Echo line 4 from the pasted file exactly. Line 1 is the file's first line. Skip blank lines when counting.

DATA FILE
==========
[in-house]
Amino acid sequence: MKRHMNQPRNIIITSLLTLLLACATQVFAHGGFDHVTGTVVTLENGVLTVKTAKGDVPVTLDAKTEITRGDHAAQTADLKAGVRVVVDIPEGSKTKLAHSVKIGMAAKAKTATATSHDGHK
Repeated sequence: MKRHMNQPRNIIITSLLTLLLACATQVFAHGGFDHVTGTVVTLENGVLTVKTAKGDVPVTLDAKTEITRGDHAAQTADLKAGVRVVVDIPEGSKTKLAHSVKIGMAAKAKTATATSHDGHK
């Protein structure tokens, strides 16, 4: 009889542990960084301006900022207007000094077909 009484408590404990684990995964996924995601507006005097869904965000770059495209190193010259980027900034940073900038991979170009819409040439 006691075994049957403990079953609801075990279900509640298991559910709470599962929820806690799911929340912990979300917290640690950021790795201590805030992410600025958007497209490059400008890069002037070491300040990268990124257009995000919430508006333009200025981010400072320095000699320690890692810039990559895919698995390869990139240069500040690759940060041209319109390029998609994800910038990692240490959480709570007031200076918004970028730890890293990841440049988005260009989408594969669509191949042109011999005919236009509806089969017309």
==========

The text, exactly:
């Protein structure tokens, strides 16, 4: 009889542990960084301006900022207007000094077909 009484408590404990684990995964996924995601507006005097869904965000770059495209190193010259980027900034940073900038991979170009819409040439 006691075994049957403990079953609801075990279900509640298991559910709470599962929820806690799911929340912990979300917290640690950021790795201590805030992410600025958007497209490059400008890069002037070491300040990268990124257009995000919430508006333009200025981010400072320095000699320690890692810039990559895919698995390869990139240069500040690759940060041209319109390029998609994800910038990692240490959480709570007031200076918004970028730890890293990841440049988005260009989408594969669509191949042109011999005919236009509806089969017309």